TUCSON, Ariz.--Adding exercise to calcium supplementation, with or without hormone replacement therapy (HRT), can improve bone mineral density in postmenopausal women, thereby reducing the risk of osteoporosis, according to researchers from the University of Arizona, Tucson. Their study was printed in the August issue of Osteoporosis International (14, 8:637-43, 2003) (link.springer.de/link/service/journals/00198).
For 12 months, 320 healthy, non-smoking women were randomly assigned to either no exercise or an exercise regimen, which included weight training and cardiovascular weight-bearing exercise. All women were also given 800 mg/d of calcium citrate (as Citracal®, from Mission Pharmacal in Boerne, Texas). After the study period, the women who used HRT, calcium and exercise had significant increases in femoral neck, trochanteric (part of the femur) and lumbar spine bone mineral density. Trochanteric bone mineral density was also significantly increased in women who exercised and used calcium but were not taking HRT compared to women who used HRT but did not exercise.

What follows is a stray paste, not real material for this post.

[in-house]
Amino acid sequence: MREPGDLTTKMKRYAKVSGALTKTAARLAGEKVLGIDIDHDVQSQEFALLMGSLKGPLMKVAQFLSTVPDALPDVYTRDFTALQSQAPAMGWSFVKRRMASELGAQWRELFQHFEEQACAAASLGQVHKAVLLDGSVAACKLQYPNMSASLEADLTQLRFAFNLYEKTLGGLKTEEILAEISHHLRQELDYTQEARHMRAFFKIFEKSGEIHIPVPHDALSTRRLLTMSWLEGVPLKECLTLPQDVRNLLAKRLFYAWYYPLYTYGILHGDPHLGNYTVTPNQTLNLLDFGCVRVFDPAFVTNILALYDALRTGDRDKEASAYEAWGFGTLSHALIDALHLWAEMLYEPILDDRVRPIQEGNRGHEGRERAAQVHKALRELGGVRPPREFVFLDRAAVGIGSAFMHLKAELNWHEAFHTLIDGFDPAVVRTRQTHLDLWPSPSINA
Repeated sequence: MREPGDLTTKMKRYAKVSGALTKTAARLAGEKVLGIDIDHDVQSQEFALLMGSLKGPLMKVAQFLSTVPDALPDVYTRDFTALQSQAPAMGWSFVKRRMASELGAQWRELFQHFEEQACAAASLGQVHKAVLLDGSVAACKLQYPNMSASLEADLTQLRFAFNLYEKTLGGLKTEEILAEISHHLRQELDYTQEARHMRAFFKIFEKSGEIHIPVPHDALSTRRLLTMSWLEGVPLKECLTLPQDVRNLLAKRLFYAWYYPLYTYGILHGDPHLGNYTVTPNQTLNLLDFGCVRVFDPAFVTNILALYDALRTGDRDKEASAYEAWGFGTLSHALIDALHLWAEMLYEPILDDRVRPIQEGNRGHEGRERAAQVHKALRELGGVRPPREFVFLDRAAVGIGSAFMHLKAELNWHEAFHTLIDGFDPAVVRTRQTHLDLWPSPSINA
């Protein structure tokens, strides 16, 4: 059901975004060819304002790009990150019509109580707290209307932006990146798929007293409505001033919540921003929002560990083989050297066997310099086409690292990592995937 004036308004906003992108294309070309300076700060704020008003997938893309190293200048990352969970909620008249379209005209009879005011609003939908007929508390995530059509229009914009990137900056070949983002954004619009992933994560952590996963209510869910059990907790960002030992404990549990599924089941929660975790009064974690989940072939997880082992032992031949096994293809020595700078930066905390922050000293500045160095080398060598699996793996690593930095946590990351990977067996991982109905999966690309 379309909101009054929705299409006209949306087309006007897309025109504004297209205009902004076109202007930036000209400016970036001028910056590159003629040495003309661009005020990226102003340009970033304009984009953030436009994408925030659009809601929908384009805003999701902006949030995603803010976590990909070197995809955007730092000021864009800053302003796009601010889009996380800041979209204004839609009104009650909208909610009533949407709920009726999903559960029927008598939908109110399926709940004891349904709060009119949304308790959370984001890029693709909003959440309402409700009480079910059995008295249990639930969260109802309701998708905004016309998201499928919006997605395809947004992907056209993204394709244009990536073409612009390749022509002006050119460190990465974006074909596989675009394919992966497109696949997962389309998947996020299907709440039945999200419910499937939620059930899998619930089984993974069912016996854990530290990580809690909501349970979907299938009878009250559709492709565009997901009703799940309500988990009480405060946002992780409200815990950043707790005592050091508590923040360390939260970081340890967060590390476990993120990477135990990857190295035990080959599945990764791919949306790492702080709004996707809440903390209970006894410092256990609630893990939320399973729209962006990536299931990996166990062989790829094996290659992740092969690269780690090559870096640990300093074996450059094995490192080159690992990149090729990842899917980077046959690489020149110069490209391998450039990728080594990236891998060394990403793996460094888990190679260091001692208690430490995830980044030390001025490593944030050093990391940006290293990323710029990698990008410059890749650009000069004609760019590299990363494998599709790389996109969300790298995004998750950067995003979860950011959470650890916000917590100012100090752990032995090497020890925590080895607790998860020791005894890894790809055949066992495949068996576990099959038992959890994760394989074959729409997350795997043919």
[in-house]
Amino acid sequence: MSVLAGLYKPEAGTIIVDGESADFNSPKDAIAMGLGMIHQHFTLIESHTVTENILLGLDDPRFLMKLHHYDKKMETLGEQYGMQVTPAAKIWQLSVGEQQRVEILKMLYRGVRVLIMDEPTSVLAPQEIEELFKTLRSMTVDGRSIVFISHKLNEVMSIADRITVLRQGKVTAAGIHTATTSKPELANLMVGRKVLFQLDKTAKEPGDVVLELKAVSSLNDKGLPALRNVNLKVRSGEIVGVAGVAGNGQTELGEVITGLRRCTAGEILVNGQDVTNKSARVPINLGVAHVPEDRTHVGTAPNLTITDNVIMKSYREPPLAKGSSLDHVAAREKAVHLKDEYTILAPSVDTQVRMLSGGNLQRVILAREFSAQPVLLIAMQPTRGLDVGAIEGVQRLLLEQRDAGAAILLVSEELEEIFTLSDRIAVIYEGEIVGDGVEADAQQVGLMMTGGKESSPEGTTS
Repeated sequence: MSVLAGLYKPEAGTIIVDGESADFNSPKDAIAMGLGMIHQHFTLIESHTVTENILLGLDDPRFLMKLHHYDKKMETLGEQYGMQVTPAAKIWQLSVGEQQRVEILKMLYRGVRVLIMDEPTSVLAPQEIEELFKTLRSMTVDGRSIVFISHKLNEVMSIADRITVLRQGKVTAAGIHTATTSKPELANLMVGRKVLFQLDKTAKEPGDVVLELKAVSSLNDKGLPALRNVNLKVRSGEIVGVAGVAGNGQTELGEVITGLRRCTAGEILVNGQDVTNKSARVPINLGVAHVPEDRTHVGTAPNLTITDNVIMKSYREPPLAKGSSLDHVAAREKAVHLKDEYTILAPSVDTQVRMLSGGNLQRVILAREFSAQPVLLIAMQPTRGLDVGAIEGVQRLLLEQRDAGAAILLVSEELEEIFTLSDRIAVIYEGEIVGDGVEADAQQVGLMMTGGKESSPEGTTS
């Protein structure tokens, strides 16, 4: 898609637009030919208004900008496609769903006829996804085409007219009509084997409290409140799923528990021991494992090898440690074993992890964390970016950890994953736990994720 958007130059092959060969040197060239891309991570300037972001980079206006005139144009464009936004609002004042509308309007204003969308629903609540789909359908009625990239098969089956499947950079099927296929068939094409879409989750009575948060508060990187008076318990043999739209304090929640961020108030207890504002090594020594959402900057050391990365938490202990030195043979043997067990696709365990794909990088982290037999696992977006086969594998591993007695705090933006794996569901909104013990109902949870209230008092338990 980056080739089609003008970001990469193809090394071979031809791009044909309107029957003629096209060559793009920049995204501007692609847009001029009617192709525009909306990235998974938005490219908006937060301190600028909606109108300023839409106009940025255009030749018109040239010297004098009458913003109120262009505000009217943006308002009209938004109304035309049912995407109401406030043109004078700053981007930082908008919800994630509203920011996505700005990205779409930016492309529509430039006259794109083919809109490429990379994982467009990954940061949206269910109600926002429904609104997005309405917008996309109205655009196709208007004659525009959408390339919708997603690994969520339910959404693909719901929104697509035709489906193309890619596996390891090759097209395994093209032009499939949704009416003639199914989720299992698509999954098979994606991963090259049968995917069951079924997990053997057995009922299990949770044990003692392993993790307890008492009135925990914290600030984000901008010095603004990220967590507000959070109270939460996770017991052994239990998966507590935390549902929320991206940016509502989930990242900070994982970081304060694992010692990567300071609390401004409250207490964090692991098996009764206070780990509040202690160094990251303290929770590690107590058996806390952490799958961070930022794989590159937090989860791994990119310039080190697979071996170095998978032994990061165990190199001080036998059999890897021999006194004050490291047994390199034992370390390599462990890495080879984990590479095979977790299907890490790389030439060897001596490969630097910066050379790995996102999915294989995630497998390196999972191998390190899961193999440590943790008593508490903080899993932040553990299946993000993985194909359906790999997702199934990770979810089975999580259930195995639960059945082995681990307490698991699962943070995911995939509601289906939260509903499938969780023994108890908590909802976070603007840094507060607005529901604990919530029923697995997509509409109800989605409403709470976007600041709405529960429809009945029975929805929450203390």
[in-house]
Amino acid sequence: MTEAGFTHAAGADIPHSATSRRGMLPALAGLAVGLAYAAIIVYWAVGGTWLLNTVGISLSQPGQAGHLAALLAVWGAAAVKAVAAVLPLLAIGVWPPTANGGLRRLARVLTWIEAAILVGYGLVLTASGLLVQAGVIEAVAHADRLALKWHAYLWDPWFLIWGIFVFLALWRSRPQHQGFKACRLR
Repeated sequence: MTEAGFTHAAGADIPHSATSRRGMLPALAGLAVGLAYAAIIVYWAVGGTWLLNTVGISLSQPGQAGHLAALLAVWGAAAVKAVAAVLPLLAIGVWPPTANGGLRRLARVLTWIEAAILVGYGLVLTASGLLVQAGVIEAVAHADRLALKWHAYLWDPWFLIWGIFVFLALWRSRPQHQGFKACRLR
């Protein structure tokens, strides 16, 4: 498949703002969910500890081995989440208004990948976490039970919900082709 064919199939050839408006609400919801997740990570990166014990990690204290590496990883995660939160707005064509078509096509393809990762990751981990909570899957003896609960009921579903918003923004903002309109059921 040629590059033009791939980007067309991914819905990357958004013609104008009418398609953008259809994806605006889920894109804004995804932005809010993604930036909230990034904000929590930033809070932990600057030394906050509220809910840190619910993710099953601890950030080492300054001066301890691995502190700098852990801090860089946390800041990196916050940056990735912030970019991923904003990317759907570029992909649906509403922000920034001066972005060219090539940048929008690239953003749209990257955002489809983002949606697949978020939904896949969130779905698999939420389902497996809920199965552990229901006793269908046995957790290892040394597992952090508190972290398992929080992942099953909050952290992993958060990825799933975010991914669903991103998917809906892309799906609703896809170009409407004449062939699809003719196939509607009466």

Building bone mineral density is key to preventing osteoporosis, according to researchers, who noted the condition could be prevented through adequate calcium intake and good life-long exercise habits. "The good news is that this study has identified a powerful combination of improved nutrition and increased physical activity that prevents bone loss," said Timothy Lohman, Ph.D., professor of physiology at the U of A and principal investigator on the study. "The bottom line: when combined with calcium citrate supplementation, weight-bearing and resistance exercises offer a benefit in building bone mineral density."